Los Banos Ag Businessman of the Year has farmed for almost half a century

David Santos on his first new tractor, which he bought from his savings at age 23 in October 1969. It is an 856 International purchased from Nylander & Sorenson for $8,500. Santos is the 2019 Los Banos ag businessman of the year.
David Santos on his first new tractor, which he bought from his savings at age 23 in October 1969. It is an 856 International purchased from Nylander & Sorenson for $8,500. Santos is the 2019 Los Banos ag businessman of the year. Special to the Enterprise

The person honored at the recent Los Banos Farm-to-Table event for his agricultural success knew he wanted to be a farmer when he was a teenager. He raised 2½ acres of cotton in high school and won an award for his crop.

David Santos’ Farming was given the 2019 Los Banos Agricultural Business of the Year award at the Farm-to-Table dinner held Thursday night , sponsored by the Los Banos Downtown Association, which has been working to rejuvenate the central section of town.

John Spevak New Photo
John Spevak, columnist for the Enterprise. Enterprise file

Santos was born in Los Banos in 1946 and went to local schools — Our Lady of Fatima and Los Banos High. He grew up on a dairy and milked hundreds of cows, for his own family and other local families like the Cardozas, the Rodonis and the Areiases.

But he also had an early interest in crop farming. When he grew cotton successfully for an FFA project in high school, he realized he had a talent and desire to raise crops.

Since 1970 he has been raising his own crops, first on rented property and then on land he purchased from diligent savings. Over the past half-century he built a company that has farmed many acres in the Los Banos area and annually hired more than 40 employees.

He gives much of the credit for his success to Carolyn, his wife of 43 years. “Carolyn has been at my side me throughout our life together,” Santos said. “Together we have been through many hard times and good times, and we have always supported each other.”

Santos also is grateful for all that his son Alan has done for him. “He started working with me when he was 15,” Santos said, “working on cotton-picking machines. For the past 40 years he has ably helped me manage crop production and supervise employees.”

David has treated his employees well, and they have been loyal to him. One employee worked for him for 43 years, and others have been with him for more than 30 years.

Santos is still going strong, continuing to provide jobs and contributing to the local economy. He is also aware of how blessed he has been. “God has given me,” he said, “the good health to go to work each day and the mind to think things through.”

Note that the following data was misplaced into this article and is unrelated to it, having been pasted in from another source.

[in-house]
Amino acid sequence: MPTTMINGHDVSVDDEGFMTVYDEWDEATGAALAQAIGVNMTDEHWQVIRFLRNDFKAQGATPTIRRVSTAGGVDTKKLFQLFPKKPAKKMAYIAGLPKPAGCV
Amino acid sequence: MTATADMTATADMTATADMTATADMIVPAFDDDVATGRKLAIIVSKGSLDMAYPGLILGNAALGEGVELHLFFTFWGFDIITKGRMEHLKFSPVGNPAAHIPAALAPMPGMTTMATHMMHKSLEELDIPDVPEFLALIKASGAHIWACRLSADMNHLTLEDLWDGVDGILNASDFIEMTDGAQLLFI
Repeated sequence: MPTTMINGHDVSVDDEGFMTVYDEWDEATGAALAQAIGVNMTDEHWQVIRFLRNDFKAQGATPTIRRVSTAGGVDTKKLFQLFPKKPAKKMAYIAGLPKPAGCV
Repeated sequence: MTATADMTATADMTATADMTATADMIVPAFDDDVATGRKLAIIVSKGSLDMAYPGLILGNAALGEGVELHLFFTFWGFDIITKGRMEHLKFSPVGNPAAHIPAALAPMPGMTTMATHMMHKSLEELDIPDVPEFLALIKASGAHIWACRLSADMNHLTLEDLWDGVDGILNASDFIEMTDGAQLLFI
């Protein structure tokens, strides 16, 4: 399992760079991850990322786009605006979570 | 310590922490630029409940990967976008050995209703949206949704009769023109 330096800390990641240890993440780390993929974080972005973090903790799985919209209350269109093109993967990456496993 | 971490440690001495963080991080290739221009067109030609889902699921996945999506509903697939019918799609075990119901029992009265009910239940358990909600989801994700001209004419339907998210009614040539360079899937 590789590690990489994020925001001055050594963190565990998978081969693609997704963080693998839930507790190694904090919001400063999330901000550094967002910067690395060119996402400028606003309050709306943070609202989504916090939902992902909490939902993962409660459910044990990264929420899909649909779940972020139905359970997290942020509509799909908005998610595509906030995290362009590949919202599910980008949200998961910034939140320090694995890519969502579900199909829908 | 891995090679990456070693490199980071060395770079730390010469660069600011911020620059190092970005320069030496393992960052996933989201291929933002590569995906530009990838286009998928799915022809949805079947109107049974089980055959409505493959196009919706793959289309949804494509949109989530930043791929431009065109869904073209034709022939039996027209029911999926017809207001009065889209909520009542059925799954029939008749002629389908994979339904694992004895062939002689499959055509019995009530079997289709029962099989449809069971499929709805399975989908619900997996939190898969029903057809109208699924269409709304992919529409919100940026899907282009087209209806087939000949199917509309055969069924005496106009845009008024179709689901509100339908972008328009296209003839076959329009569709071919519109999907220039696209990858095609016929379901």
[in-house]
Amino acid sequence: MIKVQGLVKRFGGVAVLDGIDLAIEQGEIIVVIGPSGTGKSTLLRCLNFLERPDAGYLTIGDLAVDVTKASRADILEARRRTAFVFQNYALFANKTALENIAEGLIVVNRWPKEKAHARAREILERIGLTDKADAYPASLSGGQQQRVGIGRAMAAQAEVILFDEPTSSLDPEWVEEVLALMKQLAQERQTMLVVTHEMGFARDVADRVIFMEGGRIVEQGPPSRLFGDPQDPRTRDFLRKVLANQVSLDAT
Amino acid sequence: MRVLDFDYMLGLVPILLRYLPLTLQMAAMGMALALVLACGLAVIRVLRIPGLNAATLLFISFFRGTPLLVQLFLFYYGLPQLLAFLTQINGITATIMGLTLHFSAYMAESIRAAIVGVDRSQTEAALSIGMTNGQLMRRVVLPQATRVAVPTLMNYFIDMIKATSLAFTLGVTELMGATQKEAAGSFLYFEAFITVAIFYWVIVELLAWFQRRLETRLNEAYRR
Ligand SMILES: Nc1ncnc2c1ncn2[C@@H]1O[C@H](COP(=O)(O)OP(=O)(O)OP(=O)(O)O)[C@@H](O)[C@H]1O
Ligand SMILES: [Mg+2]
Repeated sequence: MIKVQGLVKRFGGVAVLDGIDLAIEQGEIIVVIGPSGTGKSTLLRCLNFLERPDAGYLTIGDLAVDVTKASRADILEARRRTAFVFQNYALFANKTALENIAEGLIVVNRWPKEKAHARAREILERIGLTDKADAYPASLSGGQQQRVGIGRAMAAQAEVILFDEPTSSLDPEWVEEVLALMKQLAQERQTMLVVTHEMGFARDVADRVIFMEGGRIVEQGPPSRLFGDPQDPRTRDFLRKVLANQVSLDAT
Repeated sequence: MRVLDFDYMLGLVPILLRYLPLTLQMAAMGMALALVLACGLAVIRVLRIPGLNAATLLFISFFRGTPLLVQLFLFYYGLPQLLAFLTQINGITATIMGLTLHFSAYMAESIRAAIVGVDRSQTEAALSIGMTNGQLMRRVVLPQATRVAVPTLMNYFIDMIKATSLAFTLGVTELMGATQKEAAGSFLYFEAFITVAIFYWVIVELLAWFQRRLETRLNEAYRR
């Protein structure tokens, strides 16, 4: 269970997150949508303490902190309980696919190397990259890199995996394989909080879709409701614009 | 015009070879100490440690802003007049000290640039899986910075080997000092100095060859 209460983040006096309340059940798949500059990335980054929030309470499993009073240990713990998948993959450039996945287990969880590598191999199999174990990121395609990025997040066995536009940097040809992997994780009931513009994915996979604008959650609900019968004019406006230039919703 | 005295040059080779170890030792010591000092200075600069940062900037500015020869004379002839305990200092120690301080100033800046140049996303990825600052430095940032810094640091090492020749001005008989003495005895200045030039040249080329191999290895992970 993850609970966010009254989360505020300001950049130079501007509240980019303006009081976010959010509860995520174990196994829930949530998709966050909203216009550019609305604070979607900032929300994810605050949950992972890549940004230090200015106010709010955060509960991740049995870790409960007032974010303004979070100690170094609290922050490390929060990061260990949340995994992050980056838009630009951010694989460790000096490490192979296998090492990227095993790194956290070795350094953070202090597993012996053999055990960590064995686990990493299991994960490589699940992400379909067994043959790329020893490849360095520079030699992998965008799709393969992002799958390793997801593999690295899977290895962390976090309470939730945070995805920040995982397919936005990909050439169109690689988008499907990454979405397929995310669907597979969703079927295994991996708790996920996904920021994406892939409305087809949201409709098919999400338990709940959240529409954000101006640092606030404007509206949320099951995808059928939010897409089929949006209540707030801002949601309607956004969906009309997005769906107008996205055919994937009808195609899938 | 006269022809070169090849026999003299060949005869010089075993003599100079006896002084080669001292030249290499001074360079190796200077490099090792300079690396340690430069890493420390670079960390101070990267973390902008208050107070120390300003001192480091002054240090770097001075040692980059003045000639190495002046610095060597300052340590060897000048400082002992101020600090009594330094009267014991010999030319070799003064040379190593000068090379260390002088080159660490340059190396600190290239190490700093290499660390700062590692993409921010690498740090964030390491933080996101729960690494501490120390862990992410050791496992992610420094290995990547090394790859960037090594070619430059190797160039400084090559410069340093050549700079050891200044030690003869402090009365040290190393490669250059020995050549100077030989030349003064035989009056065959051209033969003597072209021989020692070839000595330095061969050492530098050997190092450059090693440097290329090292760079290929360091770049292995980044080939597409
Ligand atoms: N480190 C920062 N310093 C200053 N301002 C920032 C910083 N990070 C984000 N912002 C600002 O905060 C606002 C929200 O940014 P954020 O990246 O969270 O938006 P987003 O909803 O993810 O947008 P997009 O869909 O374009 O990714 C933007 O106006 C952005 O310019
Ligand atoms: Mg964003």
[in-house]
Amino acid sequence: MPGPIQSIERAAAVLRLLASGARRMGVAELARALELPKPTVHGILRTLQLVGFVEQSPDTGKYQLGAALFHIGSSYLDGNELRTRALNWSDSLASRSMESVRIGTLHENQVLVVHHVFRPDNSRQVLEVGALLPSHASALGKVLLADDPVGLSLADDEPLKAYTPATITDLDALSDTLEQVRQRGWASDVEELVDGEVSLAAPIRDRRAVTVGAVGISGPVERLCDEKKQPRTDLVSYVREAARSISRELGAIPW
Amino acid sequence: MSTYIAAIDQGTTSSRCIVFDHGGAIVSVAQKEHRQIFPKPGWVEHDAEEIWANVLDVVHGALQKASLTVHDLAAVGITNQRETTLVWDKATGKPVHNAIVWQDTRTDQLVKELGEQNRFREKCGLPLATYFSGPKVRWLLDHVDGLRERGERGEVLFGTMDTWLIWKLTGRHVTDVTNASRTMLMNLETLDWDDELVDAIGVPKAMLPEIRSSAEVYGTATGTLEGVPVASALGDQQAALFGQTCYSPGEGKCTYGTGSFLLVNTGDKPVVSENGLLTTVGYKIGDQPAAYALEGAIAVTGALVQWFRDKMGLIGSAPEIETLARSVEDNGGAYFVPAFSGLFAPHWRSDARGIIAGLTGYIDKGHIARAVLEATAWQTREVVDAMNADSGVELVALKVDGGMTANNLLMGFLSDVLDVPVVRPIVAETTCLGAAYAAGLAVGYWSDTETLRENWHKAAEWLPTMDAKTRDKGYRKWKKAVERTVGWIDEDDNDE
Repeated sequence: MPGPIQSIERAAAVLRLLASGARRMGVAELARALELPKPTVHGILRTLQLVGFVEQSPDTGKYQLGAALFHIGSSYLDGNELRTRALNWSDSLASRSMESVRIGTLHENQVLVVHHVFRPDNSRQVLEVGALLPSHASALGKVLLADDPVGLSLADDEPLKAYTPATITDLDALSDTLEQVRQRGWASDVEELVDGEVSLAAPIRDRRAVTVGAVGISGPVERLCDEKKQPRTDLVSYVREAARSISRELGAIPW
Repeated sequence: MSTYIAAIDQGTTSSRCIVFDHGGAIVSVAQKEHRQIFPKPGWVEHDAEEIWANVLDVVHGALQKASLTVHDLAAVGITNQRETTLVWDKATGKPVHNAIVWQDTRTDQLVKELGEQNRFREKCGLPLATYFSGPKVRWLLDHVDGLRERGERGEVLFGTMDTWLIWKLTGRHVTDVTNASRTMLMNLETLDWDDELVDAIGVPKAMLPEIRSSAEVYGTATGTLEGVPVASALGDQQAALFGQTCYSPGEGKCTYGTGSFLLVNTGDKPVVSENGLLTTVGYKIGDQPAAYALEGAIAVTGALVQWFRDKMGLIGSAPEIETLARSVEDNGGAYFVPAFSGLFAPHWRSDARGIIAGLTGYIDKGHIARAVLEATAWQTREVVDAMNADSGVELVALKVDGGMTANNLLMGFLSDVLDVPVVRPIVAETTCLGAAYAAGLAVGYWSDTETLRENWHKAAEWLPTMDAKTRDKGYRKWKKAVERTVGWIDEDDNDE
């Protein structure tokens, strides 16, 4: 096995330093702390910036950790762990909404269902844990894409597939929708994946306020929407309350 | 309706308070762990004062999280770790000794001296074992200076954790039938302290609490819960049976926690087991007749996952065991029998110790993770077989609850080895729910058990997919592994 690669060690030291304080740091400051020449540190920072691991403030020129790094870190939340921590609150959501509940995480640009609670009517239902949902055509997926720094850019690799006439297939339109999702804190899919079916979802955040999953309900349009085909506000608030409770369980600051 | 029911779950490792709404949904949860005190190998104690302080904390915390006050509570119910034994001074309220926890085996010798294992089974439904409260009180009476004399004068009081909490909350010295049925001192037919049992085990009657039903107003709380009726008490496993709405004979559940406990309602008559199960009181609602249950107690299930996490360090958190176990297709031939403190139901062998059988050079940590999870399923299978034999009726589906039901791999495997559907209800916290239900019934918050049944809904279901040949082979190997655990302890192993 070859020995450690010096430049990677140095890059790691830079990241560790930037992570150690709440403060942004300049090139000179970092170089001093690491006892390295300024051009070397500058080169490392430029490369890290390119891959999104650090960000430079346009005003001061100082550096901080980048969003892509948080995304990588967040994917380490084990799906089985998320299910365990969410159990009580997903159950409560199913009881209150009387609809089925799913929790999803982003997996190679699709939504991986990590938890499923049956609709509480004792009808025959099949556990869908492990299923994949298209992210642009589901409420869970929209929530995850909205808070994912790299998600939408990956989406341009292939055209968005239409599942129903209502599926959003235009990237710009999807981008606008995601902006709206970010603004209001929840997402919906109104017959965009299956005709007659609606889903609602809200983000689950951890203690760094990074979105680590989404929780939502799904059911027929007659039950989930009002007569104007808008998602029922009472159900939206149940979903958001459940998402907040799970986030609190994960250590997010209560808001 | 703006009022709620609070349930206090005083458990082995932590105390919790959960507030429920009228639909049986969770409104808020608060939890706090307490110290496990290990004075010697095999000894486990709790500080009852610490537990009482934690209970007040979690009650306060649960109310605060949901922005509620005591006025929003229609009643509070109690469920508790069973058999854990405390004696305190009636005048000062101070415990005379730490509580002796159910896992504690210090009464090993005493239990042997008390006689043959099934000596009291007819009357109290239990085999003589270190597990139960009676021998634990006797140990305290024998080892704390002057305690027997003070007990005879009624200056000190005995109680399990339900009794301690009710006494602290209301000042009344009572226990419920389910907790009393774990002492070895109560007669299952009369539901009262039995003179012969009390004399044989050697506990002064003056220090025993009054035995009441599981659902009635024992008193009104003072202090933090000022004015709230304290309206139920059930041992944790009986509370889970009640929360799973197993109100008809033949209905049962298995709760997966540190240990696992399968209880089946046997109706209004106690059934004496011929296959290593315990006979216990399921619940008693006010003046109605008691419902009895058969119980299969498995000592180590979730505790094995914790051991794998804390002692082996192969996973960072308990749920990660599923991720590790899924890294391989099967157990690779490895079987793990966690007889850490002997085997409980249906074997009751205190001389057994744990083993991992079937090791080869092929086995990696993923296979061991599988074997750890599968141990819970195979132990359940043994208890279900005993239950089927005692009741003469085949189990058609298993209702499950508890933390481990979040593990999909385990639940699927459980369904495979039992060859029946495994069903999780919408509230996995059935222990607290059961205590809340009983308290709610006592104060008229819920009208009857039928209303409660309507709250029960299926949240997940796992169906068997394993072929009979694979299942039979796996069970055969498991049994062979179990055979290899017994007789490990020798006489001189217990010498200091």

Grateful for these blessings, Santos is an active contributor to many organizations in Los Banos that have helped him and his family, including St. Joseph’s Church, Our Lady of Fatima School, New Bethany Residential Care, 4-H, FFA, the May Day Fair and the D.E.S. Portuguese organization.

His career in farming began soon after he completed six months of service at Ford Ord as part of his National Guard commitment, which started in 1967. He gradually saved up enough money to buy a new International tractor in 1969. Using that tractor to help other farmers, he earned and saved money.

Soon he was able to rent land to grow his first crop. Before long, with the help of other farmers who co-signed for him, he took out his first loan in 1971 to farm land, raising alfalfa and corn silage. His “work force” then consisted of one part-time employee who helped him irrigate. Year by year his farming operation continued to grow, increasing in acreage and employees.

David has strong local family roots. His father, Marion Santos Jr., was born in Crows Landing and moved to Newman as a young man. His mother, Mary Rosa Santos, was born in Los Banos and graduated from Los Banos High School. David’s two brothers are also successful local entrepreneurs, Marion III (in vehicle dealerships) and Anthony (in farming).

His grandfather on his mother’s side, Frank Sousa Rosa, helped start the Los Banos Dairymen’s Association and the creamery that processed dairy products in Los Banos for years.

David is proud of his Portuguese heritage, attending festas throughout California from Yreka to San Diego, and he has served as president of the local D.E.S. association. He has marched in many Portuguese processions and carried the statues of many Catholic saints.

Santos gives a lot of credit for his character formation to the nuns who taught him at Our Lady of Fatima School. “They made sure we learned,” he said. “We had to work hard at our studies every day.” That developed a work ethic in him which he still has today.

Despite the long hours involved in farming, David has enjoyed his career in agriculture. “I like watching crops grow from seed to maturity,” he said, “and I appreciate seeing a good crop harvested.

“I also get a sense of satisfaction,” Santos added, “in developing land that is almost barren into productive soil that yields good crops.”

Although Santos has worked hard to be a successful farmer, he never forgets how fortunate he is. “Without the physical and mental health God has blessed me with,” he said, “I couldn’t have succeeded.”

John Spevak wrote this for the Los Banos Enterprise. His email is john.spevak@gmail.com.